Experts say the commission would have a more complete picture of an officer's fitness if the FDLE had a summary of an officer's entire misconduct history, including unsubstantiated cases, when it reviews moral character violations.
•The FDLE has the authority to audit agencies to ensure that misconduct cases are reported to the state, but FDLE officials say they do not have the staff to conduct audits. If the state mandated audits, experts say more misconduct cases would be reported and repeat offenders might be identified before they can offend again.
In addition, the state already has the authority to discipline sheriffs and police chiefs who repeatedly violate reporting laws. Goldman said agency heads should face punishment as severe as decertification in egregious circumstances.
REDUCE ROADBLOCKS ON INVESTIGATIONS
Florida law enforcement officers have extraordinary protections during misconduct investigations, which is important considering they are often the target of false allegations.
However, some of the new protections won by law enforcement unions stifle investigations of legitimate complaints.
•The requirement that internal affairs investigations must conclude in 180 days forces some investigations to end before all the facts are known. Investigations are often delayed when victims or witnesses of misconduct are difficult to locate, or when they are reluctant to speak with police because they face criminal charges and fear of reprisal.
•The "recantation" rule, adopted in 2010, allows an officer to lie under oath and not face discipline for perjury or false statements as long as he or she tells the truth before the investigation ends.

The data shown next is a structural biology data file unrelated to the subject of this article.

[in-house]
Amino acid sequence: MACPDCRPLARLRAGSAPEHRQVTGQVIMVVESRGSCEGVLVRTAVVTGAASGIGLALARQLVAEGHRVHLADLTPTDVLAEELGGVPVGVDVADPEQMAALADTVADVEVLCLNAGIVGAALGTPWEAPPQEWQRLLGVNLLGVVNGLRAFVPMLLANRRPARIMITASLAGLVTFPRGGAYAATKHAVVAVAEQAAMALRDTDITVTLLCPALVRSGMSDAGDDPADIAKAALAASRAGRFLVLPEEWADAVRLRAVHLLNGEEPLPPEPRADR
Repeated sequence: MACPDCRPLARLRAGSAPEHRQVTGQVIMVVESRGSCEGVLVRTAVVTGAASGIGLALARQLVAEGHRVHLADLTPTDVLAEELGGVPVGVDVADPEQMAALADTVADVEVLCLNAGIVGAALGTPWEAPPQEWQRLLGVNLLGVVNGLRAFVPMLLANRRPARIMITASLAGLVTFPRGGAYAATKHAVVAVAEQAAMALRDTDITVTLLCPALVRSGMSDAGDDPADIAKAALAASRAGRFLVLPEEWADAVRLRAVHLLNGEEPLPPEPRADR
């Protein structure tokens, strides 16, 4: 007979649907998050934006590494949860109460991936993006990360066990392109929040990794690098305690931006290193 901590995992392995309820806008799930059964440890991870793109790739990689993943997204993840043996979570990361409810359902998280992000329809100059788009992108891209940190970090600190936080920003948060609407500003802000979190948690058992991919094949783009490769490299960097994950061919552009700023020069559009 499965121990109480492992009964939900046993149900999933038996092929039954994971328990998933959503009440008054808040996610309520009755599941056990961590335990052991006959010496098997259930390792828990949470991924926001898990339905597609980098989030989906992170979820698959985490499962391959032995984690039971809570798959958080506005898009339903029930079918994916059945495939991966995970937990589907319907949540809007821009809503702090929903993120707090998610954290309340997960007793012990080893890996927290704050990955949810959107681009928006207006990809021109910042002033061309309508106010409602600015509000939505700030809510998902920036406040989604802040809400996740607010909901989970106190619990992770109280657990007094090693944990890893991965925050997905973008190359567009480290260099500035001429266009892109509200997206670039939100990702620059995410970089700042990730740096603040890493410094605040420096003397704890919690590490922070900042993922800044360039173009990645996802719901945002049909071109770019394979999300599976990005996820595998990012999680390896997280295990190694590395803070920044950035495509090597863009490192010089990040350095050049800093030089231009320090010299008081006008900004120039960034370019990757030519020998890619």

•Send any potential criminal cases involving officer misconduct to a state attorney outside of the jurisdiction where that officer works to prevent conflicts of interest.
The working relationship between a state attorney and the local law enforcement agencies is typically tense, with pressure exerted from both sides. It creates at least the appearance of a conflict of interest when a state attorney does not pursue a case because the defendant is a police officer — a courtesy not afforded to the general public.
The Herald-Tribune found several cases that prosecutors dismissed even when they were presented with credible evidence from other officers. In Opa-Locka, officers heard a smack and a man crying after Sgt. German Bosque reportedly head-butted him; in Escambia County, other deputies questioned why Norman Frye used his Taser on a teenage girl in custody.
Prosecutors declined to charge either officer.
•Retain internal affairs investigations as long as the officer maintains an active law enforcement certificate and for 10 years more.
Currently, Florida law allows for the destruction of unsubstantiated disciplinary cases after one year and sustained cases after five. Some agencies keep the records indefinitely. Others, like the Jacksonville Sheriff's Office, have contracts with the union that force them to dispose of records as soon as the law allows.
Keeping the records allows internal affairs investigators to spot "patterns of behavior," as in the case of Officer William Shamp. Investigators found Shamp made inappropriate sexual remarks to a 15-year-old girl while on duty with the Flagler Beach Police Department in 1992. Shamp was fired but later rehired by the same agency.
Then in 2004, another 15-year-old girl said Shamp molested her in her home.
Investigators in that case reviewed the 1992 report and found a number of similarities between the two girls' stories. The detectives said the pattern of behavior helped them conclude the 2004 act occurred.
In the latter case, records show the girl was "terrified of retaliation" and did not want to go through a criminal trial. Prosecutors declined to pursue charges against Shamp "even though the State Attorney's Office believed that the incident occurred."
He is currently a Flagler Beach police officer